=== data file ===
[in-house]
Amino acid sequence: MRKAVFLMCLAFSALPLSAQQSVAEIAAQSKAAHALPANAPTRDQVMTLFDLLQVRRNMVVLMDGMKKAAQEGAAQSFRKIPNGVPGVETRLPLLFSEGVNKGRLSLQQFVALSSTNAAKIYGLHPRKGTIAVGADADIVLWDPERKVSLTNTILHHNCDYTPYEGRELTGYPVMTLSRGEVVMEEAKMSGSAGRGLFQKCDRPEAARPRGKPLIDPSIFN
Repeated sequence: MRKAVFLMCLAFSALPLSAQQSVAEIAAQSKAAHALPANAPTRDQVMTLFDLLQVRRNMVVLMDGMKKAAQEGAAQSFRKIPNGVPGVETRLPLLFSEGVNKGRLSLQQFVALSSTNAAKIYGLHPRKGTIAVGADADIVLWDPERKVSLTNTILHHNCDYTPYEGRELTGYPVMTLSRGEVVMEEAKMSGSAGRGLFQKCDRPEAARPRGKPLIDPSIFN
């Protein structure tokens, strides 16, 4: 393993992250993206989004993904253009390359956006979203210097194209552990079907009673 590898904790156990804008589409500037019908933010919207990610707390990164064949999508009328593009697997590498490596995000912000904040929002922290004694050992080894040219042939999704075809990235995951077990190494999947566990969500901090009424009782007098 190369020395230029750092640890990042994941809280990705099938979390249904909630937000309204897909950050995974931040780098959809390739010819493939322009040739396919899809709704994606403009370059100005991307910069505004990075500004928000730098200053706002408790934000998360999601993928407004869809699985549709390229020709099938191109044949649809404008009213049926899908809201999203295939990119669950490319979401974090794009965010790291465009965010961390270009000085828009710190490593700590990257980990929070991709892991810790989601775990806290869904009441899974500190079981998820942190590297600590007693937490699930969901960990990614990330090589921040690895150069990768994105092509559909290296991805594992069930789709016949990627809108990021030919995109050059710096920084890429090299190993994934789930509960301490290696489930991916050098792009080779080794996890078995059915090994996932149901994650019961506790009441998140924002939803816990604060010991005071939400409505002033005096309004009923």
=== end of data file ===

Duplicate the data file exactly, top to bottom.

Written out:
[in-house]
Amino acid sequence: MRKAVFLMCLAFSALPLSAQQSVAEIAAQSKAAHALPANAPTRDQVMTLFDLLQVRRNMVVLMDGMKKAAQEGAAQSFRKIPNGVPGVETRLPLLFSEGVNKGRLSLQQFVALSSTNAAKIYGLHPRKGTIAVGADADIVLWDPERKVSLTNTILHHNCDYTPYEGRELTGYPVMTLSRGEVVMEEAKMSGSAGRGLFQKCDRPEAARPRGKPLIDPSIFN
Repeated sequence: MRKAVFLMCLAFSALPLSAQQSVAEIAAQSKAAHALPANAPTRDQVMTLFDLLQVRRNMVVLMDGMKKAAQEGAAQSFRKIPNGVPGVETRLPLLFSEGVNKGRLSLQQFVALSSTNAAKIYGLHPRKGTIAVGADADIVLWDPERKVSLTNTILHHNCDYTPYEGRELTGYPVMTLSRGEVVMEEAKMSGSAGRGLFQKCDRPEAARPRGKPLIDPSIFN
């Protein structure tokens, strides 16, 4: 393993992250993206989004993904253009390359956006979203210097194209552990079907009673 590898904790156990804008589409500037019908933010919207990610707390990164064949999508009328593009697997590498490596995000912000904040929002922290004694050992080894040219042939999704075809990235995951077990190494999947566990969500901090009424009782007098 190369020395230029750092640890990042994941809280990705099938979390249904909630937000309204897909950050995974931040780098959809390739010819493939322009040739396919899809709704994606403009370059100005991307910069505004990075500004928000730098200053706002408790934000998360999601993928407004869809699985549709390229020709099938191109044949649809404008009213049926899908809201999203295939990119669950490319979401974090794009965010790291465009965010961390270009000085828009710190490593700590990257980990929070991709892991810790989601775990806290869904009441899974500190079981998820942190590297600590007693937490699930969901960990990614990330090589921040690895150069990768994105092509559909290296991805594992069930789709016949990627809108990021030919995109050059710096920084890429090299190993994934789930509960301490290696489930991916050098792009080779080794996890078995059915090994996932149901994650019961506790009441998140924002939803816990604060010991005071939400409505002033005096309004009923």